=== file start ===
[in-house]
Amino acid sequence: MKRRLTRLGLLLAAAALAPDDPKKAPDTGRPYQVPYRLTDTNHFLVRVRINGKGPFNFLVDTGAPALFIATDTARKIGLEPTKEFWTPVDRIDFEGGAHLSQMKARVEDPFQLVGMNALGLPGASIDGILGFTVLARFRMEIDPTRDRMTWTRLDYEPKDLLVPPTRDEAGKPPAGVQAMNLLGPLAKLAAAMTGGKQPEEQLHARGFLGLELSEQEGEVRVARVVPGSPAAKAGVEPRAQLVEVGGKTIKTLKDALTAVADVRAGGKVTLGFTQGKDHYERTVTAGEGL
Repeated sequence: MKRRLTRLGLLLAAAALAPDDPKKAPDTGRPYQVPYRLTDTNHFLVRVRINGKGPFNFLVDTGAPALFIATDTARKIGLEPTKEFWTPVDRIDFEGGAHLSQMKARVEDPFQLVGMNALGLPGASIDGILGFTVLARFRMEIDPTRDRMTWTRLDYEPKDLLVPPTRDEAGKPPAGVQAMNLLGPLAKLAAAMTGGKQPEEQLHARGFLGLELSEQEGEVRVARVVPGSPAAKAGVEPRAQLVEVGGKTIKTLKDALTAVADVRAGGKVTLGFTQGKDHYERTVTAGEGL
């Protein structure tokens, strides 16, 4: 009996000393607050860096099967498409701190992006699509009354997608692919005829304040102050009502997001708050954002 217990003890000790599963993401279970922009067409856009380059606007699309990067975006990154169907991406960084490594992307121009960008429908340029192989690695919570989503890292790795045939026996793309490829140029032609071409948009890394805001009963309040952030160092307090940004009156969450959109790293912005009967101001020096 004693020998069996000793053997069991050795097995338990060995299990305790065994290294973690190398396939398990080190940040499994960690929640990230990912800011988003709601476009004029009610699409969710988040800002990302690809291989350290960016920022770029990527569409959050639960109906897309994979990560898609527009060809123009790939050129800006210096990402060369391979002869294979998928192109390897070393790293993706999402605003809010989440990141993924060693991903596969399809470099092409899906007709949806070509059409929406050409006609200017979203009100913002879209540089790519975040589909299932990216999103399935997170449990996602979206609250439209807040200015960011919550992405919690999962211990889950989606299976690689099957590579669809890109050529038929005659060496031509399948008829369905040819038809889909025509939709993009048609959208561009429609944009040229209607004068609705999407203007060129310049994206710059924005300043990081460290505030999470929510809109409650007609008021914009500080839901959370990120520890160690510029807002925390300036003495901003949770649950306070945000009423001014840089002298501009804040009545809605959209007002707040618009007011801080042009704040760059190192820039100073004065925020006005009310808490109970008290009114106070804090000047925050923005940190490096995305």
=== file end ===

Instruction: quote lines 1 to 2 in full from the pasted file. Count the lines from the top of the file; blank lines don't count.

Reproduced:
[in-house]
Amino acid sequence: MKRRLTRLGLLLAAAALAPDDPKKAPDTGRPYQVPYRLTDTNHFLVRVRINGKGPFNFLVDTGAPALFIATDTARKIGLEPTKEFWTPVDRIDFEGGAHLSQMKARVEDPFQLVGMNALGLPGASIDGILGFTVLARFRMEIDPTRDRMTWTRLDYEPKDLLVPPTRDEAGKPPAGVQAMNLLGPLAKLAAAMTGGKQPEEQLHARGFLGLELSEQEGEVRVARVVPGSPAAKAGVEPRAQLVEVGGKTIKTLKDALTAVADVRAGGKVTLGFTQGKDHYERTVTAGEGL